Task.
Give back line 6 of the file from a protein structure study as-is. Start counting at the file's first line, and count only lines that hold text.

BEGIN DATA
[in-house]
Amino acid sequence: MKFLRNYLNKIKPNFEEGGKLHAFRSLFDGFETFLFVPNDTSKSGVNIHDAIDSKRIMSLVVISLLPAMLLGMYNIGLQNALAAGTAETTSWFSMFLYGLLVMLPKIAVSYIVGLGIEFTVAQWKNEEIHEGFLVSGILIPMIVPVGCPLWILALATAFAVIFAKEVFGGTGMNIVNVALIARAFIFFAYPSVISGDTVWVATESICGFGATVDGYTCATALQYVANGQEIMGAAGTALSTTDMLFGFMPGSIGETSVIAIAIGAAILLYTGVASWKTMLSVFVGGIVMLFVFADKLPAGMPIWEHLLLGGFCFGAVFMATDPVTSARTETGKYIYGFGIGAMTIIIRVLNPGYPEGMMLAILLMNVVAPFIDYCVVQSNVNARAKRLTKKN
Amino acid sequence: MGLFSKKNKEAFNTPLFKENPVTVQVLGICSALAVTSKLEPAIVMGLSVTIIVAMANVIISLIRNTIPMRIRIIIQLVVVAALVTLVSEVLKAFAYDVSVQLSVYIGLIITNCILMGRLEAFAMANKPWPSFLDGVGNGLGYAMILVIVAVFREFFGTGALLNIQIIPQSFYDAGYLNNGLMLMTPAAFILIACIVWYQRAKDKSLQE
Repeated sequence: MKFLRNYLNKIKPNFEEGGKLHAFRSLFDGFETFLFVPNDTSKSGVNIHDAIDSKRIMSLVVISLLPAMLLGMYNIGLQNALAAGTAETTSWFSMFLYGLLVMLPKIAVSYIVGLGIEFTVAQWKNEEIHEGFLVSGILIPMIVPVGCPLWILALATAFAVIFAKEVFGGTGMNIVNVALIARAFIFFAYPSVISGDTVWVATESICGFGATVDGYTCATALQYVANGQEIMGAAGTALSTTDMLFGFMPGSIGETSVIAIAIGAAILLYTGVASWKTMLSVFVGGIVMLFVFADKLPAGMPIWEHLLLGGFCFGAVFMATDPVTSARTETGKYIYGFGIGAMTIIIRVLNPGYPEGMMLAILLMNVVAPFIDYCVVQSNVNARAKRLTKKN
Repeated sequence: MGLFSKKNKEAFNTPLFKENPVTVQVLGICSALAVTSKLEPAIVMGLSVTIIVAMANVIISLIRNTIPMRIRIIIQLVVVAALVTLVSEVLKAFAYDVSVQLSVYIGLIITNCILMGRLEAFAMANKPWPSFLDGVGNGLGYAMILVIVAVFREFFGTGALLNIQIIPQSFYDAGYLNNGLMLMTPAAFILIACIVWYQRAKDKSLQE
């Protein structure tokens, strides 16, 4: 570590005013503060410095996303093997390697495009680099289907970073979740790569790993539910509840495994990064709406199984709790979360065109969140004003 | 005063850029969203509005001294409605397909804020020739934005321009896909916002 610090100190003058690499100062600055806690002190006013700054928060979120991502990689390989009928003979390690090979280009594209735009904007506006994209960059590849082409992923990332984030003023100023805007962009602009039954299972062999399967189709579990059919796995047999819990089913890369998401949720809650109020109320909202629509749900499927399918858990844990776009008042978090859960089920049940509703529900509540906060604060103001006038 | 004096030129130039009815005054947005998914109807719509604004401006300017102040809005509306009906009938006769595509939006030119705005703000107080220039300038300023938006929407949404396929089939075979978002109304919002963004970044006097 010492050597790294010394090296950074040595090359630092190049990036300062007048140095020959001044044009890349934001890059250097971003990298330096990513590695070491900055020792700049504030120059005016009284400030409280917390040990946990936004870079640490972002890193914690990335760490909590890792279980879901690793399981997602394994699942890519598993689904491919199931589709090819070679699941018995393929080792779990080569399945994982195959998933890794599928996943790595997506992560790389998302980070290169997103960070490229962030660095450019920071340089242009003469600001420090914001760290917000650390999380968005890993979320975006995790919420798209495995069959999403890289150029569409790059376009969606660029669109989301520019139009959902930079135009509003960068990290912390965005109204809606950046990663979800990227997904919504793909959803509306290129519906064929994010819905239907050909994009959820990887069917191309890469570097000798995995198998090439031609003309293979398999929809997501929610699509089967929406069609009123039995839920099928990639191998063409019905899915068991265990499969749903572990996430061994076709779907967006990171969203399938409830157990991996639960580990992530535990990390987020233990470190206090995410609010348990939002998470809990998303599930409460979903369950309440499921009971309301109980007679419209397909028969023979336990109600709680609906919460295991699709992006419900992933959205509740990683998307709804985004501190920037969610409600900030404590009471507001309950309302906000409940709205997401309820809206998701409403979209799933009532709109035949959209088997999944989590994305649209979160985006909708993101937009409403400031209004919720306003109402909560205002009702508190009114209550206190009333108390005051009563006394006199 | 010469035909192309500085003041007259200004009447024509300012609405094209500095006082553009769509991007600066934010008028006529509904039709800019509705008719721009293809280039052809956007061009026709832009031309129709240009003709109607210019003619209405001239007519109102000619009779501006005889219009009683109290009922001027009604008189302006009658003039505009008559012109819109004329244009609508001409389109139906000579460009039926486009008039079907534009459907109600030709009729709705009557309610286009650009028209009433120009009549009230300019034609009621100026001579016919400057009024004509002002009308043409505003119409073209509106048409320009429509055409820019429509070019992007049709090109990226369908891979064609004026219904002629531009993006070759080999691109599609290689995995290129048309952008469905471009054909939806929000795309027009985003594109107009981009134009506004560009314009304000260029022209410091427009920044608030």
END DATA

């Protein structure tokens, strides 16, 4: 570590005013503060410095996303093997390697495009680099289907970073979740790569790993539910509840495994990064709406199984709790979360065109969140004003 | 005063850029969203509005001294409605397909804020020739934005321009896909916002 610090100190003058690499100062600055806690002190006013700054928060979120991502990689390989009928003979390690090979280009594209735009904007506006994209960059590849082409992923990332984030003023100023805007962009602009039954299972062999399967189709579990059919796995047999819990089913890369998401949720809650109020109320909202629509749900499927399918858990844990776009008042978090859960089920049940509703529900509540906060604060103001006038 | 004096030129130039009815005054947005998914109807719509604004401006300017102040809005509306009906009938006769595509939006030119705005703000107080220039300038300023938006929407949404396929089939075979978002109304919002963004970044006097 010492050597790294010394090296950074040595090359630092190049990036300062007048140095020959001044044009890349934001890059250097971003990298330096990513590695070491900055020792700049504030120059005016009284400030409280917390040990946990936004870079640490972002890193914690990335760490909590890792279980879901690793399981997602394994699942890519598993689904491919199931589709090819070679699941018995393929080792779990080569399945994982195959998933890794599928996943790595997506992560790389998302980070290169997103960070490229962030660095450019920071340089242009003469600001420090914001760290917000650390999380968005890993979320975006995790919420798209495995069959999403890289150029569409790059376009969606660029669109989301520019139009959902930079135009509003960068990290912390965005109204809606950046990663979800990227997904919504793909959803509306290129519906064929994010819905239907050909994009959820990887069917191309890469570097000798995995198998090439031609003309293979398999929809997501929610699509089967929406069609009123039995839920099928990639191998063409019905899915068991265990499969749903572990996430061994076709779907967006990171969203399938409830157990991996639960580990992530535990990390987020233990470190206090995410609010348990939002998470809990998303599930409460979903369950309440499921009971309301109980007679419209397909028969023979336990109600709680609906919460295991699709992006419900992933959205509740990683998307709804985004501190920037969610409600900030404590009471507001309950309302906000409940709205997401309820809206998701409403979209799933009532709109035949959209088997999944989590994305649209979160985006909708993101937009409403400031209004919720306003109402909560205002009702508190009114209550206190009333108390005051009563006394006199 | 010469035909192309500085003041007259200004009447024509300012609405094209500095006082553009769509991007600066934010008028006529509904039709800019509705008719721009293809280039052809956007061009026709832009031309129709240009003709109607210019003619209405001239007519109102000619009779501006005889219009009683109290009922001027009604008189302006009658003039505009008559012109819109004329244009609508001409389109139906000579460009039926486009008039079907534009459907109600030709009729709705009557309610286009650009028209009433120009009549009230300019034609009621100026001579016919400057009024004509002002009308043409505003119409073209509106048409320009429509055409820019429509070019992007049709090109990226369908891979064609004026219904002629531009993006070759080999691109599609290689995995290129048309952008469905471009054909939806929000795309027009985003594109107009981009134009506004560009314009304000260029022209410091427009920044608030």